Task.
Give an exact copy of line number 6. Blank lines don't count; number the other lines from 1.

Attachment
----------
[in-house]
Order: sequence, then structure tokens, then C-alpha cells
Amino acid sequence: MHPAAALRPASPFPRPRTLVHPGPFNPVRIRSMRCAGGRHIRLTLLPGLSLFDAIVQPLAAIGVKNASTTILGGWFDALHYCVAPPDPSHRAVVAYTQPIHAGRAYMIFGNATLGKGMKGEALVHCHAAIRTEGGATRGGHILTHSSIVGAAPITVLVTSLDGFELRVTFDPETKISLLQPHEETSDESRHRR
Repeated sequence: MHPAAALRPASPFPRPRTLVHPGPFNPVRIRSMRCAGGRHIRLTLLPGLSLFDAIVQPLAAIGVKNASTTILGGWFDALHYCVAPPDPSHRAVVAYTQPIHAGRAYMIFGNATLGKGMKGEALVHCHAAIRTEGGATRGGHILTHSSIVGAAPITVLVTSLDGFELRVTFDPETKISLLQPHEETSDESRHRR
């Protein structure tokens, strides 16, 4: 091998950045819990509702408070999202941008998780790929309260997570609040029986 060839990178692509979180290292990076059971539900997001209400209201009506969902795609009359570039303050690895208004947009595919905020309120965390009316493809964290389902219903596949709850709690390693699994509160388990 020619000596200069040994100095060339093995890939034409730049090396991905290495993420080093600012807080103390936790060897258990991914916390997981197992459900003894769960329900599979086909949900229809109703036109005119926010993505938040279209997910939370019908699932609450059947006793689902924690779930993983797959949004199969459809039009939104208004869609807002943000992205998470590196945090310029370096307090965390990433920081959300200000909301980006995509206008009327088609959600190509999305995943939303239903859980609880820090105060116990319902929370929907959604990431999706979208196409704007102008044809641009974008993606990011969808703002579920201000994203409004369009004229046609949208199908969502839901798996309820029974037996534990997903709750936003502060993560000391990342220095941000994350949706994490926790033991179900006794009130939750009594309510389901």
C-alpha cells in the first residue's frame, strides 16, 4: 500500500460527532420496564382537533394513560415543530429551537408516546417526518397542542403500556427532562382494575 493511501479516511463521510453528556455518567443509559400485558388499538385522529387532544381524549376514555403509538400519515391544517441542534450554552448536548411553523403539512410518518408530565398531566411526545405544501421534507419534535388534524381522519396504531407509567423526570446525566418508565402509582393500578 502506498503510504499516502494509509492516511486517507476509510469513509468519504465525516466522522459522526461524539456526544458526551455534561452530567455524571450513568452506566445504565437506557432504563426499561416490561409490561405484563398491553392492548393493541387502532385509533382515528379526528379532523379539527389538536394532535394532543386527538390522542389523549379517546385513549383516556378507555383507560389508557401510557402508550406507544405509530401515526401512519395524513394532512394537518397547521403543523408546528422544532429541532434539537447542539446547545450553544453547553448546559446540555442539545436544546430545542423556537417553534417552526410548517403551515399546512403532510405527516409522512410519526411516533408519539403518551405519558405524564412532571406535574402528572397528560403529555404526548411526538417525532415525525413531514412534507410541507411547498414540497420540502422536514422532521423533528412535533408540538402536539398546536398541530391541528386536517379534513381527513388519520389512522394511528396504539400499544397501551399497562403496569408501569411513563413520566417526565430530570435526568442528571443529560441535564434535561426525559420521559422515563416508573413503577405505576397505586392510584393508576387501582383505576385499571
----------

C-alpha cells in the first residue's frame, strides 16, 4: 500500500460527532420496564382537533394513560415543530429551537408516546417526518397542542403500556427532562382494575 493511501479516511463521510453528556455518567443509559400485558388499538385522529387532544381524549376514555403509538400519515391544517441542534450554552448536548411553523403539512410518518408530565398531566411526545405544501421534507419534535388534524381522519396504531407509567423526570446525566418508565402509582393500578 502506498503510504499516502494509509492516511486517507476509510469513509468519504465525516466522522459522526461524539456526544458526551455534561452530567455524571450513568452506566445504565437506557432504563426499561416490561409490561405484563398491553392492548393493541387502532385509533382515528379526528379532523379539527389538536394532535394532543386527538390522542389523549379517546385513549383516556378507555383507560389508557401510557402508550406507544405509530401515526401512519395524513394532512394537518397547521403543523408546528422544532429541532434539537447542539446547545450553544453547553448546559446540555442539545436544546430545542423556537417553534417552526410548517403551515399546512403532510405527516409522512410519526411516533408519539403518551405519558405524564412532571406535574402528572397528560403529555404526548411526538417525532415525525413531514412534507410541507411547498414540497420540502422536514422532521423533528412535533408540538402536539398546536398541530391541528386536517379534513381527513388519520389512522394511528396504539400499544397501551399497562403496569408501569411513563413520566417526565430530570435526568442528571443529560441535564434535561426525559420521559422515563416508573413503577405505576397505586392510584393508576387501582383505576385499571